Monday, August 31, 2009

Don't give the facts, ma'am; health care rallies are about distrusting government

It's crazy: people from the lower half of society, often lacking health care or enduring financial abuse from insurance companies, are overcome with anger about Congress' proposals (plural, as the House and Senate variations need reconciliation) to reform health care. These tea-bagging yahoos, inspired by lies from FoxNews, are disrupting the public aspect of American republicanism, town meetings.

Michael McAuliff did a great job of doing undercover reporting at the rallies, interviewing the hot-head right-wingers. Important also in his "New York Daily News" report (Sunday, August 30, 2009) was the analysis by academic Carol Weisser (University of Florida).
APALACHICOLA, Fla. - In government, they do not trust.

And there's no way they'll let Uncle Sam run their health care - even if they have none. Even if they already have government-run care, like Medicare, and wouldn't give it up.

"I believe this bill is literally a death bill," said Pam Olsen, a mother of four who has no insurance.

And it doesn't seem to matter what officials say to the contrary.

To find out why, the Daily News made under-the-radar visits last week to contentious town hall meetings in the Florida panhandle district of conservative Democratic Rep. Allen Boyd.

The answer was opponents trust more what they're learning on their own from Internet activist sites, e-mails sent around by folks they know and talk show hosts like Glenn Beck.

Some of the fervor can be blamed on the "Astroturfing" of opponents who seed talking points in grass-roots networks.

But town hall attendees - unaware they were talking to a reporter - said they came to their opinions on their own and were happy to point to sources like Beck, the Web-based 9/12 Project and ResistNet, plus their own research. Some said they maintained their own e-mail networks to spread the truth as they see it.

It all produced a powerful and uniform set of gripes in three standing-room only, hours-long forums attended by The News.

In the minds of many folks packing the sessions, federal intervention in health care will only hurt, and could even doom, the nation.

Signs outside Tallahassee's City Hall were especially extreme. "Obama is not a Nazi - he's worse," declared one. "Das Kapital," proclaimed another, renaming the nation's Capitol after a Karl Marx tome.

Inside, people were more polite, but no less afraid.

"I am a single uninsured mother of an uninsured child, and yet still do not want the government involved in my health care," declared a woman who identified herself as "Jane Doe" because she wanted to protect herself and her daughter from "attacks."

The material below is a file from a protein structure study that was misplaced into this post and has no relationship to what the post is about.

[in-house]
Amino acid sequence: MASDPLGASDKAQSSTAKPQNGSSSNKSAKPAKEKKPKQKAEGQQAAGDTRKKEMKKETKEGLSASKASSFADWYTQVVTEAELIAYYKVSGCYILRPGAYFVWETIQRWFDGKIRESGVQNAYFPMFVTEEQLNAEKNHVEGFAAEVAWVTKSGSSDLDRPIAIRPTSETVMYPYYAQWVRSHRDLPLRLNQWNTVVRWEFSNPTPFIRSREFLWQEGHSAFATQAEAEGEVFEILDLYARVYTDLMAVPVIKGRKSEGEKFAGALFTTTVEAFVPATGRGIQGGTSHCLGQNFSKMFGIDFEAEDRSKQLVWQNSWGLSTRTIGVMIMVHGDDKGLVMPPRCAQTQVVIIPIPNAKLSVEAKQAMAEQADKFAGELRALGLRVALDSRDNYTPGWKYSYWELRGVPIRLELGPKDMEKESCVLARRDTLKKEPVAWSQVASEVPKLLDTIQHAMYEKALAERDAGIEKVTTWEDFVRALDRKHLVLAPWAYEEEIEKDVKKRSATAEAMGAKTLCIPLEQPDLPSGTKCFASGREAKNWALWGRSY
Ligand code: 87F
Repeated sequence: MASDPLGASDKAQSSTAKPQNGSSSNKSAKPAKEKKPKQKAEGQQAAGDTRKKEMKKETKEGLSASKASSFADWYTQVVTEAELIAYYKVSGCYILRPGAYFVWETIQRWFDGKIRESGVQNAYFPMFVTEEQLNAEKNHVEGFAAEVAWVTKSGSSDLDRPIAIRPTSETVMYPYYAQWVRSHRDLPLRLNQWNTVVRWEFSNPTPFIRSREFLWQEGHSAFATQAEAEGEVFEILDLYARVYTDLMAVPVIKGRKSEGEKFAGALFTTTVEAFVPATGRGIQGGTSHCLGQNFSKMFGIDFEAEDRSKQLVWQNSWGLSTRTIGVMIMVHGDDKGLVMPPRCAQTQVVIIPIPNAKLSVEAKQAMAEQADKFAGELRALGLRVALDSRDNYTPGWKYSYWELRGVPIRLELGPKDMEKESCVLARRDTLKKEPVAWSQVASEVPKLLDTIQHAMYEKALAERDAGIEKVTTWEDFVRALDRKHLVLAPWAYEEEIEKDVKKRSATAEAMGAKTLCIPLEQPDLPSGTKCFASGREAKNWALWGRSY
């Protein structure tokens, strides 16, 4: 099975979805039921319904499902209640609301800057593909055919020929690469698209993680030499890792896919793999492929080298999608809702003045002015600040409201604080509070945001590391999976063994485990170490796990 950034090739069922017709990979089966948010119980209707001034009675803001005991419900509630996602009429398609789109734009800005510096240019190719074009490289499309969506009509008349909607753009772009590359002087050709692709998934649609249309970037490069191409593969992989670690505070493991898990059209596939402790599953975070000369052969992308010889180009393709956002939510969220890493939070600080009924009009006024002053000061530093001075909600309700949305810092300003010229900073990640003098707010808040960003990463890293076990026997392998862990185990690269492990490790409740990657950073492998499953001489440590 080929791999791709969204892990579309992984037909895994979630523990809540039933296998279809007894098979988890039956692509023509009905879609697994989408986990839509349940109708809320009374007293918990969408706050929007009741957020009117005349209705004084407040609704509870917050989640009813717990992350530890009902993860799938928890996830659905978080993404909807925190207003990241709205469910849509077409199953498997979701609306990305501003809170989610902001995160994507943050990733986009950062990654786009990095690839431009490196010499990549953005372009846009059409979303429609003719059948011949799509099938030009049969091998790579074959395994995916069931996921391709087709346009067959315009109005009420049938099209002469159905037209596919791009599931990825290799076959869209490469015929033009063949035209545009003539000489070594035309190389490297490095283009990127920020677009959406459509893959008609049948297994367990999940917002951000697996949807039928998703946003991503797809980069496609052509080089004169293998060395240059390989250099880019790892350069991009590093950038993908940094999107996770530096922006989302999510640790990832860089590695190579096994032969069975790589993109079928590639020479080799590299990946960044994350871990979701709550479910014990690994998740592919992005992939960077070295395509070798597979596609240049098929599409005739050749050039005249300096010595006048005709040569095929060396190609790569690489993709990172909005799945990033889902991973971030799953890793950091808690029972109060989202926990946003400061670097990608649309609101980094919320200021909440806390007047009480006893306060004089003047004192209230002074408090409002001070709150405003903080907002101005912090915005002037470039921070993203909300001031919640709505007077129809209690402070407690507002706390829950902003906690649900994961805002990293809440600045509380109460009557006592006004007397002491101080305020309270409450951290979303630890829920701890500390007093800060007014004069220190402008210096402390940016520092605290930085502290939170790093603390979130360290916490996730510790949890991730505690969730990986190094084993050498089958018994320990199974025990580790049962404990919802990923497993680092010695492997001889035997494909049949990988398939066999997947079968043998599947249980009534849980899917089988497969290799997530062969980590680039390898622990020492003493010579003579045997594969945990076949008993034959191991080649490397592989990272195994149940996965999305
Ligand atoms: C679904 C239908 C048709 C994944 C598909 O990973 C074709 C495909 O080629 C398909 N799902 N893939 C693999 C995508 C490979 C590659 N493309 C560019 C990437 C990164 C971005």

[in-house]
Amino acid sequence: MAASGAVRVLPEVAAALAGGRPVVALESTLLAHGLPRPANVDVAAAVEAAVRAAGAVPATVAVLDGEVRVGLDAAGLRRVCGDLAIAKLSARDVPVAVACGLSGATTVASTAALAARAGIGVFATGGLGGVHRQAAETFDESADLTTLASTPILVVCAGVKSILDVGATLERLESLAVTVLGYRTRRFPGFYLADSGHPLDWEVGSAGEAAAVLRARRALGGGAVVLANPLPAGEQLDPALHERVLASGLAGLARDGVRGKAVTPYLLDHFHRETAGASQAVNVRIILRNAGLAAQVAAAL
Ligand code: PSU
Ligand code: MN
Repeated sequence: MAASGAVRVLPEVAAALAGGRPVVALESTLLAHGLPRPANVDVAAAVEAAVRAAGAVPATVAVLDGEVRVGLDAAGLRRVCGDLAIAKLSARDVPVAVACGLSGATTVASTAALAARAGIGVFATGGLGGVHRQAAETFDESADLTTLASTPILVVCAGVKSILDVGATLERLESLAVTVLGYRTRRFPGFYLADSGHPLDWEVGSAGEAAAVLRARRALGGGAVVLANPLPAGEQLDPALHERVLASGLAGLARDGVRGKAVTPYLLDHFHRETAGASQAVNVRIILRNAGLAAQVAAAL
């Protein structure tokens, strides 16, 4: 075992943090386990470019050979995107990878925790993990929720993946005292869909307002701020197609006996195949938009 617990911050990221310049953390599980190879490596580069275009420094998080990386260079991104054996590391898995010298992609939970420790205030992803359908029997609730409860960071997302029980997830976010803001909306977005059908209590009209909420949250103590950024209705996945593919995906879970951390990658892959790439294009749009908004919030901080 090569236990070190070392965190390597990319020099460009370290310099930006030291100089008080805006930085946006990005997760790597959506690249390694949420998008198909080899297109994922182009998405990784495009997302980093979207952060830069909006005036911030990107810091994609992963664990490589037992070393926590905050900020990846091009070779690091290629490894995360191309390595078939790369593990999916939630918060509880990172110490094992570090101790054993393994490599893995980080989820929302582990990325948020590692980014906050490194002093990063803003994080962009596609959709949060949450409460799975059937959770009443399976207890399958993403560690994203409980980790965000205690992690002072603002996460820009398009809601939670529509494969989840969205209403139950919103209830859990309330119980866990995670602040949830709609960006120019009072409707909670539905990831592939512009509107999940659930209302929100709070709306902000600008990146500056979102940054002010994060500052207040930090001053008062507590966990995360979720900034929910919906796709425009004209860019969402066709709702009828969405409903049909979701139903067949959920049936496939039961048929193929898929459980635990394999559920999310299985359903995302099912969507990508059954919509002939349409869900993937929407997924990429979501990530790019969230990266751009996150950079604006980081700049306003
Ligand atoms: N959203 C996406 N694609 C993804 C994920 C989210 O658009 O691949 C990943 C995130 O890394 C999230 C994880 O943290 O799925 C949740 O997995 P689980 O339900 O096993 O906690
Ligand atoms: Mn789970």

"Our country is going down the wrong path right now. It's going down the path to socialism," said Olsen.

"We the people are afraid that we're being taken over," said another woman to loud applause.

Plenty of Floridians back health care reform, and many turned out in Tallahassee.

But outside the state's capital city, few believed anything good could come from health reform. Even when Boyd, their congressman, said their fears were baseless, it didn't make a difference.

Asked in the Gulf Coast town of Port St. Joe if he'd back provisions to help illegal immigrants, Boyd emphatically denied they were covered.

"There is no - zero, zippity-doo-dah, none - coverage for illegal immigrants," Boyd said, drawing boos and disbelief.

Mike Horan, a Medicare and Veteran's Administration health care recipient with a doctorate in education and a master's degree in social work, wasn't buying what he heard from Boyd in Apalachicola.

"If you think that the federal government can do anything better than private enterprise, show me the agency," he said.

Janice Williamson, who has built her own e-mail list, was so unhappy with Boyd's answers she vowed to "do everything" she could to fight his reelection.

The open disbelief, said Florida State University politics Prof. Carol Weisser, marks a new and disturbing trend.

"We know that trust in government is low," she said. "But there's always been this split where people still like their own congressman."

Suddenly, constituents prefer the flood of scary information from TV and the Internet.

"The communications are what's different, and somehow people are believing them, even though they've got someone they voted for and like telling them otherwise," Weisser said.

University of Missouri Prof. Peverill Squire says the fear isn't just about health care.

"People are desperately trying to hold on to what they may have, and they're fearful that whatever comes out of this debate is going to leave them worse off," he said.

"They fear they're going to get screwed."

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